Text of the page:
As indicated above, the present invention pertains to pharmaceutically acceptable non-toxic salts of 2′,3′-dideoxyinosine, 2′,3′-dideoxy-2′,3′-didehydrothymidine and 2′,3′-dideoxy-2′-fluoroinosine containing, for example, Na+, Li+, K+, Ca++ and Mg++. Such salts may include organic cations and also those containing an appropriate cation such as an alkali or alkaline earth metal ion or an ammonium or a quaternary amino ion. The preferred salt is the sodium salt. Metal salts can be prepared by reacting the metal hydroxide with 2′,3′-dideoxyinosine, 2′,3′-dideoxy-2′,3′-didehydrothymidine or 2′,3′-dideoxy-2′-fluoroinosine. A less soluble metal salt can be precipitated from the solution of a more soluble salt by addition of the suitable metal ion.

The compounds of this invention have desirable antiviral activity. They exhibit activity against viruses, for example, Herpes Simplex virus I, Herpes Simplex virus II, cytomegalovirus, Varicella Zoster virus, influenza virus, vaccinia, polio, rubella, smallpox, cowpox, Epstein-Barr virus, measles virus, human respiratory virus, papillomavirus and Sinbis virus, just to mention a few and also against retroviruses, for example, human immunodeficiency virus (HIV).

As mentioned above, the compounds of the present invention are useful active ingredients in human and veterinary medicine for the treatment and prophylaxis of diseases caused by retroviruses. Examples of fields of indication in human medicine regarding retroviruses are as follows:

(1) the treatment or prophylaxis of human retrovirus infections;

(2) the treatment or prophylaxis of diseases caused by HIV (previously called HTLV-III/LAV or AIDS) and the stages associated therewith such as ARC (AIDS related complex) and LAS (lymphadenopathy syndrome) and the immune weakness and encephalopathy caused by this retrovirus;

(3) the treatment or prophylaxis of HTLV-I infection or HTLV-II infection;

(4) the treatment or prophylaxis of the AIDS carrier state (AIDS transmitter state); and

(5) the treatment or prophylaxis of diseases caused by hepatitis B virus.

Examples of indications in veterinary medicine are as follows:

(1) Maedivisna (in sheep and goats),

(2) progressive pneumonia virus (PPV) (in sheep and goats),

(3) caprine arthritis encephalitis virus (in sheep and goats),

(4) Zwoegerziekte virus (in sheep),

(5) infectious virus of anemia (of the horse), and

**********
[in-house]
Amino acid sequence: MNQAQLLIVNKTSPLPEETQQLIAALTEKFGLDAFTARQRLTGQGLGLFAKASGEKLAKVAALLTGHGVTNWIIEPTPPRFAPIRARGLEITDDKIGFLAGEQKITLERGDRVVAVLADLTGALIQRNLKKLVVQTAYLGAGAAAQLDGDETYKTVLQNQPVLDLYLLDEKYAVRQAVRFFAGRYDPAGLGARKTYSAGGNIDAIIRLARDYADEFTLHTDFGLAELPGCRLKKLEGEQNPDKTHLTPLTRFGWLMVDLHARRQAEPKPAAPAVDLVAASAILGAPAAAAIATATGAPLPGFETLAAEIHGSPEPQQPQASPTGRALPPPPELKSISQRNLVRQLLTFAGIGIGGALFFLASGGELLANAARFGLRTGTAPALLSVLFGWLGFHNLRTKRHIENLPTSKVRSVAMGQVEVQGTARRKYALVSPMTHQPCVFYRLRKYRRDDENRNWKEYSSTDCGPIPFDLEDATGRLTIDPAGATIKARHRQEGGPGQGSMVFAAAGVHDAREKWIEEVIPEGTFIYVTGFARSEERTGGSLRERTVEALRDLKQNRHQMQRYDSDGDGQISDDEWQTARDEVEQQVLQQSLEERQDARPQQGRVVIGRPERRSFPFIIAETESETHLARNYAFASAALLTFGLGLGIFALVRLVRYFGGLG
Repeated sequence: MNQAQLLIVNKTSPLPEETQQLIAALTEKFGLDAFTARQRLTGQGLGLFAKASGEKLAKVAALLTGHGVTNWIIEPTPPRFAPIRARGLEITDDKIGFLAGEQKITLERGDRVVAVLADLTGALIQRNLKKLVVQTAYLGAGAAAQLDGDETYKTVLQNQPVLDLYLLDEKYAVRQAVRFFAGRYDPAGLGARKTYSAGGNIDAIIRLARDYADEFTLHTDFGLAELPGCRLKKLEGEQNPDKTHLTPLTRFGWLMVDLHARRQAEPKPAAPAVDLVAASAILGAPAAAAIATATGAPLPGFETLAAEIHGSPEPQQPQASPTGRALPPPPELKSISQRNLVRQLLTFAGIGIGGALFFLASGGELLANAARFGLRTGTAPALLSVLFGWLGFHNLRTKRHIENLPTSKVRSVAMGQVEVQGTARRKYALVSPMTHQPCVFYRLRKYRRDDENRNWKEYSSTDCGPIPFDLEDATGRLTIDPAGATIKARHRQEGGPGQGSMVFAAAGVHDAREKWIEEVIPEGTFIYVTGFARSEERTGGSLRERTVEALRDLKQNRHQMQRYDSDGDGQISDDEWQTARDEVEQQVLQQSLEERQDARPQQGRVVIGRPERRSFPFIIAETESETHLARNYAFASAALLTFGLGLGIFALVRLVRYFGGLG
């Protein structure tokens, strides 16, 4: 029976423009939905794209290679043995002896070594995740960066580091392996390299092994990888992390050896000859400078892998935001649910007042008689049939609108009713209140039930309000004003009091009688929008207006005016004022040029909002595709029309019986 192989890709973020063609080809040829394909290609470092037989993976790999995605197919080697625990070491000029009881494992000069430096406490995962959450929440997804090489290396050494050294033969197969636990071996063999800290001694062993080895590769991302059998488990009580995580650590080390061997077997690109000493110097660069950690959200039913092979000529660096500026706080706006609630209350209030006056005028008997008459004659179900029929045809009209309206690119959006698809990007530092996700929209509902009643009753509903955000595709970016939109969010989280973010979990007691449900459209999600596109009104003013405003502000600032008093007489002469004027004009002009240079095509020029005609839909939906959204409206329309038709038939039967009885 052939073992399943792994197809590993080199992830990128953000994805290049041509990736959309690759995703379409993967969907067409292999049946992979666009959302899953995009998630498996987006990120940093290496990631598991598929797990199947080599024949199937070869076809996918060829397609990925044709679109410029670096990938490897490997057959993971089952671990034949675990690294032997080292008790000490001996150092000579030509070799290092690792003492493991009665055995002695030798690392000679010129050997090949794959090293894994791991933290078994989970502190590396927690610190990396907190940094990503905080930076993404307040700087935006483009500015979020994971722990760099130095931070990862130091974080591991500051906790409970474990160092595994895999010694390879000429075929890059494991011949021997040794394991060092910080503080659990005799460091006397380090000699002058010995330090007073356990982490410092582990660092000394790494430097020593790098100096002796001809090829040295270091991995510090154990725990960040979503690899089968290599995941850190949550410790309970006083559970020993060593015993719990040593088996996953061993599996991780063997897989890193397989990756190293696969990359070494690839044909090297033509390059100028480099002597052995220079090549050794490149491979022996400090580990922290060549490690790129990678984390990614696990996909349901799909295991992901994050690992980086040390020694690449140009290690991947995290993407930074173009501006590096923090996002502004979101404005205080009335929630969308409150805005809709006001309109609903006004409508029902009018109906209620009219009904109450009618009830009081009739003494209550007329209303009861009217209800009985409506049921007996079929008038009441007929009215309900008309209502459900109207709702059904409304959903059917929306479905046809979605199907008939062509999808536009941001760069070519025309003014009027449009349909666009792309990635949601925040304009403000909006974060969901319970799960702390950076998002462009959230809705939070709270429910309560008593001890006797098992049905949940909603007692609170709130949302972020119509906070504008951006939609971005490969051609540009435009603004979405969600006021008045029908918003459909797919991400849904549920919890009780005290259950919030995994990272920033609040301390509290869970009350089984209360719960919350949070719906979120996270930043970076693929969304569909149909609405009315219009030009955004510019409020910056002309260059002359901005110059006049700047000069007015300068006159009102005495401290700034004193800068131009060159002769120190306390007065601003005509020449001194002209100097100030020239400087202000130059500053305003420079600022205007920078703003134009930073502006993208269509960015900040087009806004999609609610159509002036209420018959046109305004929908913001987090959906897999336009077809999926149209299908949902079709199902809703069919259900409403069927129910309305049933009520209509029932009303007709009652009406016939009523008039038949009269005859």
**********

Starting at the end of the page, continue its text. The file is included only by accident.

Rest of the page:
(6) infections caused by cat leukemia virus.

For use against viral infections the compounds of 30 this invention can be formulated into pharmaceutical preparations. Such preparations are composed of one or more of the inventive compounds in association with pharmaceutically acceptable carriers. The reference Remington's Pharmaceutical Sciences, 17th Edition, A. R. Gennaro, editor (Mack Publishing Company, 1985) discloses typical carriers and methods of preparation.

The compounds of the invention are administered systemically to warm blooded animals, e.g., humans. By systemic administration is intended oral, rectal, and parenteral (i.e., intramuscular, intravenous, subcutaneous and nasal) routes. Generally, it will be found that when a compound of the present invention is administered orally, a larger quantity of the reactive agent may be required to produce the same effect as the smaller quantity given parenterally. In accordance with good clinical practice, it is preferred to administer the instant compounds at a concentration level that will produce an effective antiviral effect without causing any harmful or untoward side effects.

Therapeutically and prophylactically the instant compounds are usually given as pharmaceutical compositions comprised of an effective antiviral amount of a compound according to the invention and one or more pharmaceutically acceptable carriers, as stated hereinabove. Pharmaceutical compositions for effecting such treatment will contain a major or minor amount, e.g., from 100 to 0.5% of at least one compound of the present invention in combination with a pharmaceutical carrier, the carrier comprising one or more solid, semi-solid, or liquid diluents, fillers and formulation adjuvants which are non-toxic, inert and pharmaceutically acceptable.

Such pharmaceutical compositions are preferably in dosage unit form, i.e., physically discrete units containing a predetermined amount of the drug corresponding to a fraction or multiple of the dose which is calculated to produce the desired therapeutic response. Other therapeutic agents can also be present.